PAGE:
Browse All Articles > Rebuild an OVA appliance: A free approach to enable legacy hypervisors utilize newer OVA format
You have probably faced the following error and re-downloaded an OVA virtual appliance multiple times with a hope to successfully deploy that in the next attempt? Stop!, the files are binary identical! hence the error persists:
The following manifest file entry (line 1) is invalid: SHA-256...
Recycling an OVA - Flow by Al Fa under a CC BY-SA 4.0 license
Recently built OVA packages prefer SHA-256 algorithm instead of SHA1. If you consult VMWare, they will point you to some procedure to download and use a tool to named ovftool, to recode with another algorithm and generate a converted version of the original appliance. In this article, we will go through an alternative approach using your favorite archive manager and text editor.
The following has been assumed for simplicity:
You are on a 64-bit Windows (But actually not limited to)
You are using 7Zipas your favorite archive manager.
Open the file with .mf extension with notepad++, for each file mentioned there do the following steps:
Right-click on that file and calculate the SHA-1 using the 7-Zip context menu
Press CTRL-C (yes, do that!) on the pop-up window that displays the SHA-1 checksum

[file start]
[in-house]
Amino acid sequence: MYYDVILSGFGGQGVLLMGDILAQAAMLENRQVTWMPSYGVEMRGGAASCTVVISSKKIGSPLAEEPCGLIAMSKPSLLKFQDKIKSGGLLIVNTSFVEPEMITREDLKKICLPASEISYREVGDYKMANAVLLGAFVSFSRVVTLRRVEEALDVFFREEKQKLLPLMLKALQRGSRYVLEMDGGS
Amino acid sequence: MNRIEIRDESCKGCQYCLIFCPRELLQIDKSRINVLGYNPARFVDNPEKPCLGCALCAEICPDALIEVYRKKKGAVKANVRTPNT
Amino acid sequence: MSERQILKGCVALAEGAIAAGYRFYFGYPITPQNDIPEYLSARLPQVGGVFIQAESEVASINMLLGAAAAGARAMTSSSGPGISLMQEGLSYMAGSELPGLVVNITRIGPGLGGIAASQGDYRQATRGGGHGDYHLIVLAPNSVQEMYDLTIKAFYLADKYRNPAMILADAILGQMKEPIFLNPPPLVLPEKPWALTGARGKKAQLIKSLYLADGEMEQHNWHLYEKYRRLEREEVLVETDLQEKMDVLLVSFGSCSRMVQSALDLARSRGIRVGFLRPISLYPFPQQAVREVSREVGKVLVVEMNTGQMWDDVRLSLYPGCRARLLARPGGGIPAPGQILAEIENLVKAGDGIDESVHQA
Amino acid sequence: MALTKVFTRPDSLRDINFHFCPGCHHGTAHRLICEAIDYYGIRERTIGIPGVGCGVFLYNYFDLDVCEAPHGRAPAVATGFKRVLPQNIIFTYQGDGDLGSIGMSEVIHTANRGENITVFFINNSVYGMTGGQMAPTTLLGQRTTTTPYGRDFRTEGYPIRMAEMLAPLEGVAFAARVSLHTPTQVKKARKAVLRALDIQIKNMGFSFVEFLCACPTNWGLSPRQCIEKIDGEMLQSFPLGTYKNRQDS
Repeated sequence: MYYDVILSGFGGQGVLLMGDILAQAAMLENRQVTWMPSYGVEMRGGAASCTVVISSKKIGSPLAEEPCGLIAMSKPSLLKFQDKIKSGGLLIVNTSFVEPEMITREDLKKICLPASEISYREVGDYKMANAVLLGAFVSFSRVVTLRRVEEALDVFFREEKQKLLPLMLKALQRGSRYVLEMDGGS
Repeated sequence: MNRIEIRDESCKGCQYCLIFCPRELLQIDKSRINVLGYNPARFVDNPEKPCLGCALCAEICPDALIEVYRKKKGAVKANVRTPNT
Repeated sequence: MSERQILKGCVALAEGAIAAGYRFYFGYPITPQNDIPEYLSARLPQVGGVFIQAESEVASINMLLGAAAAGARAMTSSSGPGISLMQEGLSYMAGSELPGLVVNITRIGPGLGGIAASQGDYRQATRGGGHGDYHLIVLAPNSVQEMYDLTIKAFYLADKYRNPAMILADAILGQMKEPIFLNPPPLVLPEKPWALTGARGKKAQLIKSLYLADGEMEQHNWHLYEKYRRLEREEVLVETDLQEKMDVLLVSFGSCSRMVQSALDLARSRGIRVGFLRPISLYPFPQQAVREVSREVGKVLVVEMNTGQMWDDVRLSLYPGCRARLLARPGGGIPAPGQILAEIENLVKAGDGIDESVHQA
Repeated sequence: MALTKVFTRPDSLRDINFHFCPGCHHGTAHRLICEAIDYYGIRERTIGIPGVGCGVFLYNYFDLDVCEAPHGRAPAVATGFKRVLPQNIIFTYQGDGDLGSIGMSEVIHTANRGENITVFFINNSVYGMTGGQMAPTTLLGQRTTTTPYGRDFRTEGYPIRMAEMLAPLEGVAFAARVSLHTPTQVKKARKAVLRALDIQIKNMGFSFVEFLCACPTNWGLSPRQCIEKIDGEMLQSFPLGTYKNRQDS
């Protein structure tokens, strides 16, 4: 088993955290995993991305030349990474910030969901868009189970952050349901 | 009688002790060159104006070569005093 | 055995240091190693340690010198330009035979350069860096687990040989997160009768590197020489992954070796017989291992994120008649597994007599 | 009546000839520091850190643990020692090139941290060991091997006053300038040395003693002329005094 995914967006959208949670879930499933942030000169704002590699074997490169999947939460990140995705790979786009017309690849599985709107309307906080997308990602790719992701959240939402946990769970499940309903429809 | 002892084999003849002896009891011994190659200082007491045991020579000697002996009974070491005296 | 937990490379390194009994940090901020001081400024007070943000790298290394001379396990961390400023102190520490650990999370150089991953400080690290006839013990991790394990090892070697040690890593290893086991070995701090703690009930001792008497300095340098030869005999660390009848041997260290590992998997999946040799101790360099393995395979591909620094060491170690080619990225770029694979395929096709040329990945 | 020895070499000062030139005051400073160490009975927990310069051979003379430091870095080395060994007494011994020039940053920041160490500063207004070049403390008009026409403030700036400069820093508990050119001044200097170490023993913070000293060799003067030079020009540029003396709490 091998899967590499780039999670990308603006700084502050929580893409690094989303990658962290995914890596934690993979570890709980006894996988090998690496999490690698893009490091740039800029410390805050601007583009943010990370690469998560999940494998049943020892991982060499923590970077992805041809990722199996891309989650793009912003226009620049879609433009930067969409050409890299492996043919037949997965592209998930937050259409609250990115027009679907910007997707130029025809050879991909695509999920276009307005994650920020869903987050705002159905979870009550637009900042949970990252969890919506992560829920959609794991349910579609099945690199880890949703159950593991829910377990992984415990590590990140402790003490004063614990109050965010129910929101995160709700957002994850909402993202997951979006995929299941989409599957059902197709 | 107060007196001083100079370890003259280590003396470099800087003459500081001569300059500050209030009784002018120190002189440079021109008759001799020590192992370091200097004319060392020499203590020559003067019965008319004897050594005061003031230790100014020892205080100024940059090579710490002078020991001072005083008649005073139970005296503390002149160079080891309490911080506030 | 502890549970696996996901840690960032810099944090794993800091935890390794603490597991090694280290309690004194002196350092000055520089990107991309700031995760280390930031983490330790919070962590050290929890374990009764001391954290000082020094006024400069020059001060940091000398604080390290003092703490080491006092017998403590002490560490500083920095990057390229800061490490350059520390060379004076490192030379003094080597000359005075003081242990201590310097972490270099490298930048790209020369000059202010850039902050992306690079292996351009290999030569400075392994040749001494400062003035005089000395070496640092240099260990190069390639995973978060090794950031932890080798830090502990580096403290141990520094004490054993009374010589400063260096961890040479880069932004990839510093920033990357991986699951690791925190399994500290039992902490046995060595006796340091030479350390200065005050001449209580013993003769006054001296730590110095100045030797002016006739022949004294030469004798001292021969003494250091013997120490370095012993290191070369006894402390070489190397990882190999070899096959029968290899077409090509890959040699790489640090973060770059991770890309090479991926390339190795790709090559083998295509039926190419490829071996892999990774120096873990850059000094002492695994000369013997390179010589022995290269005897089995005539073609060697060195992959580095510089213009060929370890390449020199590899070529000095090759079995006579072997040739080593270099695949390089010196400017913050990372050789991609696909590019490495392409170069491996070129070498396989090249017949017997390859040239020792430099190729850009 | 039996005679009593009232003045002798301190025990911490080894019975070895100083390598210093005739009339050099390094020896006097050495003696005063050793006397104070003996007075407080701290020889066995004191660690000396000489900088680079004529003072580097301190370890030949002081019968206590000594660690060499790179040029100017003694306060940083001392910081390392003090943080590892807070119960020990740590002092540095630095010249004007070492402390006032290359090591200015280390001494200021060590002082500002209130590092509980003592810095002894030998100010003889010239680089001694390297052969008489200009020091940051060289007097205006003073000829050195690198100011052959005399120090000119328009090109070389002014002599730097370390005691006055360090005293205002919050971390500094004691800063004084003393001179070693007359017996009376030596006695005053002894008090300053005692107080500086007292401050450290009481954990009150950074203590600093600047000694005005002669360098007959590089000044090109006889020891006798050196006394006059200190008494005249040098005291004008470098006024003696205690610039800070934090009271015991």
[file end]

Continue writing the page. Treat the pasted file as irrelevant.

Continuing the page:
Paste your clipboard into a new notepad instance. Among those lines, copy the SHA1 checksum into your clipboard
Paste the checksum overwriting the existing one in .mf file you kept open from previous steps.
Change the SHA-256 identifier to SHA1 onthatline. Repeat the above steps until all lines are updated accordingly.
Save the .mf file
Open the appliance.ova.taronce again with 7-Zip
Drag the modified .mf files into the tar archive to freshen and overwrite the previous one
Close 7-zip and rename file back to the original appliance.ova name.
Deploy your appliance now.
You don't need to add a new tool to your toolbox to resolve import-ability issues of some OVA appliance files. In fact acquiring, installing, learning and invoking the tool to convert your OVA appliance to a new format may sound overkill just to make an import possible. Here we leveraged the fact that an OVA is just a packaged collection of OVF, Virtual disks and some metadata to disassemble, adjust and reassemble an OVA with the fun and joy of doing that in a transparent process and using our everyday tool-set.
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